Carl’s ultimate grill guide!

I am male, which means, I love a good barbeque. Or frankly anything involving fire really. Barbecues, fire pits, log burners – you name it. In our new place I really wanted to have an incredible barbeque that my friends would marvel over and that I could really take care of and make my pride and joy. Things like this take research, what charcoal do I need? Is there anything else I can use apart from charcoal? Where is the best place to get this stuff from? I made my own little bible and I thought it would only be fair if I shared it with you all, too.

Fire starter
First rule of the day. DON’T use lighter fluid, petrol or any kind of chemicals to start your fire off. It could potentially taint food that you are cooking on the barbeque (so says the author of Guyrope Gourmet, Josh Sutton). He also says that using the old fashioned method of scrunching up bits of newspaper with some kindling and twigs works best. Apparently newspaper is very fast at spreading a flame but you need to make sure there is a small bit of kindling on top for the fire to catch. You can then build up the charcoal around it. You can buy some really good firelighters that are natural, such as Blaze from homebase.com (£2.49 for 24).

At the coal face
If you are buying imported charcoal (that’s cheap) it’s often compressed and will be very heavy and give off a dark smoke. Experts i’ve researched have suggested spending as much as possible on the best quality charcoal. One that seems to be especially popular with them is British lumpwood – it’s said to burn cleanly and brightly. The lighter the better so look for a brittle kind that is light enough you can lift it with one finger.

There is a long heritage of charcoal production in Britain, so search out local companies, particularly in forested areas. The National Trust for Scotland sells environmentally friendly charcoal from several of its properties (£6 for 3kg; nts.org.uk/charcoal).
The Dorset Charcoal Company (from £7 for 3kg; dorsetcharcoal.co.uk) and the Oxford Charcoal Company (from £7 for 3kg; theoxfordcharcoalcompany.co.uk) are both good bets.
Tish recommends Big K charcoal, which is available in restaurant-quality grade. Its larger lumps burn for longer than normal charcoal, and anyone who uses it swears it’s worth the extra expense (£25 for 15kg; ocado.com).

Touch wood
Wood smoke is a popular way to flavour anything from Cornish sardines to pork shoulder. It’s easy to do this on a gas or charcoal barbecue: put woodchips inside a smoker box (£10; outbackdirect.co.uk), or double wrap a handful in a foil ball and stab holes in the side so the smoke can escape.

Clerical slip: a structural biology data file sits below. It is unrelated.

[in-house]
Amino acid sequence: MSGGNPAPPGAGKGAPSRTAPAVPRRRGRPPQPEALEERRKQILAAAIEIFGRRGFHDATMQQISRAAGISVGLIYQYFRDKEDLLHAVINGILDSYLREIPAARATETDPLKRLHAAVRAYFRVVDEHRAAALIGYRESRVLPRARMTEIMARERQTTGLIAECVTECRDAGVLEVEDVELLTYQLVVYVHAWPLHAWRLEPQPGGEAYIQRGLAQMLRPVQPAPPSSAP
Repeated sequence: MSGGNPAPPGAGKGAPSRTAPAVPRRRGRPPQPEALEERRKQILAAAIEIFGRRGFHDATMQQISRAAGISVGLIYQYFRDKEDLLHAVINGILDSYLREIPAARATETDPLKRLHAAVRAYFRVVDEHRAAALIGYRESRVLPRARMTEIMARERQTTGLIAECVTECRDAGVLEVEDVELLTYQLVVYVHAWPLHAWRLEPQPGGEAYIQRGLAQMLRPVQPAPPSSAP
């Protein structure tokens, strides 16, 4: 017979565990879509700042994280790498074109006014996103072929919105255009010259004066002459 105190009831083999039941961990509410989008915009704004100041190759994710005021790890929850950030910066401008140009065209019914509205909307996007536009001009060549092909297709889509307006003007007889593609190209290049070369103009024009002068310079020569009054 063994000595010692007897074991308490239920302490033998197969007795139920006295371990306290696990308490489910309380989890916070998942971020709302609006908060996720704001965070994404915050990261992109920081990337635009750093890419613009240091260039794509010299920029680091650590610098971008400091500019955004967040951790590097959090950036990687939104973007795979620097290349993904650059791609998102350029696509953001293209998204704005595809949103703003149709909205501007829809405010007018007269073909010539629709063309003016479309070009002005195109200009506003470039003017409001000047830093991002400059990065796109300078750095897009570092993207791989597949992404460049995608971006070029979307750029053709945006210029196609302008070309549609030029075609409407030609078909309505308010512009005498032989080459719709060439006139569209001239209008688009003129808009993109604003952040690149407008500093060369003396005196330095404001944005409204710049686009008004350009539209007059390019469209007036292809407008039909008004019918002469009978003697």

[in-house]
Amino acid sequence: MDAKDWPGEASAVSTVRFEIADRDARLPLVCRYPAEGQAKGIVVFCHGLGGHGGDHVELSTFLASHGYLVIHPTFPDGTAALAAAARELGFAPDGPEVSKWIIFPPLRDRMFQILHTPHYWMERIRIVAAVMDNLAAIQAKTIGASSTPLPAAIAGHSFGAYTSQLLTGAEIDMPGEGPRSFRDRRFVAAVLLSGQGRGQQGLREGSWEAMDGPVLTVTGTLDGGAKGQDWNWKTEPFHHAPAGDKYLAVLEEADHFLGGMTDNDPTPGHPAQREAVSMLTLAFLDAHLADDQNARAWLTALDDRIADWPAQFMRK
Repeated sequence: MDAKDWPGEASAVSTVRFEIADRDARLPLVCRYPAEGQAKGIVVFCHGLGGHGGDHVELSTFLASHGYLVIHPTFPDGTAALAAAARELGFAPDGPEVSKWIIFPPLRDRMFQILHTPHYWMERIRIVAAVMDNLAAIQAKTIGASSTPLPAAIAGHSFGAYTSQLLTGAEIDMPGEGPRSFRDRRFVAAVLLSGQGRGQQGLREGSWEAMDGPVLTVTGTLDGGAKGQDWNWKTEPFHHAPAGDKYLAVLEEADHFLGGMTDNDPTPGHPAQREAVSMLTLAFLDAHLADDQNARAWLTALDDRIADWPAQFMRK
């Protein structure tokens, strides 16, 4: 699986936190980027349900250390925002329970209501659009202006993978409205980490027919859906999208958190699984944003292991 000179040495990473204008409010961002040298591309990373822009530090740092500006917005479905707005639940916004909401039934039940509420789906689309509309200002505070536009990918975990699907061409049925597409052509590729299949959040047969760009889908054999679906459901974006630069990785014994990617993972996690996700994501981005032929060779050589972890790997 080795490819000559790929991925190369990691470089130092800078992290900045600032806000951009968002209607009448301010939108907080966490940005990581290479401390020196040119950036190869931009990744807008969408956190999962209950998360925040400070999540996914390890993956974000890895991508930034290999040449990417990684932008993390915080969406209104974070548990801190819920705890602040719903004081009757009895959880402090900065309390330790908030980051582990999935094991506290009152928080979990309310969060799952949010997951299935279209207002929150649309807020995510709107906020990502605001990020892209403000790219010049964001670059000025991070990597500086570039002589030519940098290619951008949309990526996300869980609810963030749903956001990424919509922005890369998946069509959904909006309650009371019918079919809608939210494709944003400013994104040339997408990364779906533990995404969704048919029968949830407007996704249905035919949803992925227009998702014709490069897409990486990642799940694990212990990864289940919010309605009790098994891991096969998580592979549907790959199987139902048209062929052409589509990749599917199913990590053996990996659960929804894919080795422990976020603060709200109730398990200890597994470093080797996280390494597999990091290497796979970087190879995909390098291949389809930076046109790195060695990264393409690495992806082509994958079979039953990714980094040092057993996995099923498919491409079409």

Alternatively, a small piece of wood that has been soaked in water for an hour (to stop it from spitting) can be laid on top of charcoal to help create delicious wood-smoke flavours. Expert barbecuers choose their wood carefully, and even look to pair tree species with different dishes. The London Log Company stocks ash, beech, oak and birch (from £68 for 70kg-80kg; the londonlogcompany.blogspot.co.uk), and ProQ has eight varieties, including apple, cherry, hickory, maple and even whiskey oak chips (£4.50 for 400g; souschef.co.uk).

Chimney fire
It takes half an hour for flames to flare up, subside and turn charcoal to the ashen-grey colour that indicates it’s time to cook. A chimney starter cuts this down to 10-12 minutes. The metal cylinder is perforated round the side, so that when it’s filled with charcoal and lit from below, the air flows through it, accelerating the process and evenly lighting the charcoal.
After 10 minutes, the contents can be tipped into the barbecue and you can start cooking. The amount of charcoal in a standard chimney starter generally provides one and a half hour’s cooking. If you need longer, refill the chimney and tip it over the old coals when it’s ready — that way, you won’t cause the barbecue temperature to drop.

Put a lid on it
When it comes to cooking cuts thicker than steaks or burgers, you need a lid to trap the heat and smoke and create a lower but more constant temperature to let them cook through. Take a butterflied leg of lamb or a spatchcocked bird — both are thin enough that the heat of a grill can penetrate the centre of the meat without burning the outside.
If the lamb still has a bone in, or the bird is being cooked whole, then the barbecue needs a lid to help create an oven-like environment. If you don’t have a barbecue with a hood, it’s possible to improvise: a metal mixing bowl or roasting tray flipped upside down will do the job for smaller cuts.

Cool off
One of the commonest mistakes is the failure to make a cool spot. If the whole barbecue is pumping out heat, the food will quickly start to spit and blacken. Without anywhere cool to move it to, the carbonised sausage or singed chicken thigh will get taken off the grill before it’s had a chance to cook through.
A simple way to create a cool spot on a gas barbecue is to keep one of the grills turned off, or move it onto a higher rack, away from the direct heat. On a charcoal barbecue, it can be done by raking the coals to one side. That way, a red pepper might be cooked directly over the blisteringly hot mound of charcoal, while chicken thighs might be positioned over the raked area, which will be giving out less heat, allowing them to cook for a longer time at a lower temperature.

I hope you find at least some of this useful, I know I learnt a lot from researching all these facts. If you’ve got any cool tips that you’ve found yourself that would be useful for my new venture then please get in touch. I’d really appreciate it! Thanks!

Carl